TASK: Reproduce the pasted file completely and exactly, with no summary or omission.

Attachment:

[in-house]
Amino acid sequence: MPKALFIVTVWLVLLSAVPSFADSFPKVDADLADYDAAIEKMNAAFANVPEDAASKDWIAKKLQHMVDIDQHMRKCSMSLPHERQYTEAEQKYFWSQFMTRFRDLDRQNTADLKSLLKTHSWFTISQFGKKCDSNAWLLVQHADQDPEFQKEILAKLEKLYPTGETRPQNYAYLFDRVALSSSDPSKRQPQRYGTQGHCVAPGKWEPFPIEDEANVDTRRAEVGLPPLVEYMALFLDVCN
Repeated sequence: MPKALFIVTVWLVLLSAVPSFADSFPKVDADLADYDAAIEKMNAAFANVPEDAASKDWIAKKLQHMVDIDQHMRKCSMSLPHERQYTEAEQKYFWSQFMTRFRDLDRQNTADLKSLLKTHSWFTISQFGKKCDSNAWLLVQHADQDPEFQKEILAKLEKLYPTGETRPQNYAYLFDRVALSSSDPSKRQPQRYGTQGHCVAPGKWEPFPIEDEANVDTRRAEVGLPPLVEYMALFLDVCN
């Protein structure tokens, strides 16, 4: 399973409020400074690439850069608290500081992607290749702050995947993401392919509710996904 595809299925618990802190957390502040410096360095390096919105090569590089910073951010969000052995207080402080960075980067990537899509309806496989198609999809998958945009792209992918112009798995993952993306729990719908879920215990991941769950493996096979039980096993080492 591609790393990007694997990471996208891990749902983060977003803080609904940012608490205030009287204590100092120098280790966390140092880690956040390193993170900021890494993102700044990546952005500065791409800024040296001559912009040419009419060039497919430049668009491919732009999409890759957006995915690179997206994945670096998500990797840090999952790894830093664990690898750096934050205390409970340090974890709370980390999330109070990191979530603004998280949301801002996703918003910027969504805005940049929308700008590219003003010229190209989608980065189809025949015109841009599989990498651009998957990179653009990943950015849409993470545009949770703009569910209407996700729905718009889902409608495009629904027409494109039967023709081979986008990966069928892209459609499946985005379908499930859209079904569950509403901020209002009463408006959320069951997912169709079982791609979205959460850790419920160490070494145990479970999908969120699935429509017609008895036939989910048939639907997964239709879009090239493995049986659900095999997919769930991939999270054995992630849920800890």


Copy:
[in-house]
Amino acid sequence: MPKALFIVTVWLVLLSAVPSFADSFPKVDADLADYDAAIEKMNAAFANVPEDAASKDWIAKKLQHMVDIDQHMRKCSMSLPHERQYTEAEQKYFWSQFMTRFRDLDRQNTADLKSLLKTHSWFTISQFGKKCDSNAWLLVQHADQDPEFQKEILAKLEKLYPTGETRPQNYAYLFDRVALSSSDPSKRQPQRYGTQGHCVAPGKWEPFPIEDEANVDTRRAEVGLPPLVEYMALFLDVCN
Repeated sequence: MPKALFIVTVWLVLLSAVPSFADSFPKVDADLADYDAAIEKMNAAFANVPEDAASKDWIAKKLQHMVDIDQHMRKCSMSLPHERQYTEAEQKYFWSQFMTRFRDLDRQNTADLKSLLKTHSWFTISQFGKKCDSNAWLLVQHADQDPEFQKEILAKLEKLYPTGETRPQNYAYLFDRVALSSSDPSKRQPQRYGTQGHCVAPGKWEPFPIEDEANVDTRRAEVGLPPLVEYMALFLDVCN
């Protein structure tokens, strides 16, 4: 399973409020400074690439850069608290500081992607290749702050995947993401392919509710996904 595809299925618990802190957390502040410096360095390096919105090569590089910073951010969000052995207080402080960075980067990537899509309806496989198609999809998958945009792209992918112009798995993952993306729990719908879920215990991941769950493996096979039980096993080492 591609790393990007694997990471996208891990749902983060977003803080609904940012608490205030009287204590100092120098280790966390140092880690956040390193993170900021890494993102700044990546952005500065791409800024040296001559912009040419009419060039497919430049668009491919732009999409890759957006995915690179997206994945670096998500990797840090999952790894830093664990690898750096934050205390409970340090974890709370980390999330109070990191979530603004998280949301801002996703918003910027969504805005940049929308700008590219003003010229190209989608980065189809025949015109841009599989990498651009998957990179653009990943950015849409993470545009949770703009569910209407996700729905718009889902409608495009629904027409494109039967023709081979986008990966069928892209459609499946985005379908499930859209079904569950509403901020209002009463408006959320069951997912169709079982791609979205959460850790419920160490070494145990479970999908969120699935429509017609008895036939989910048939639907997964239709879009090239493995049986659900095999997919769930991939999270054995992630849920800890």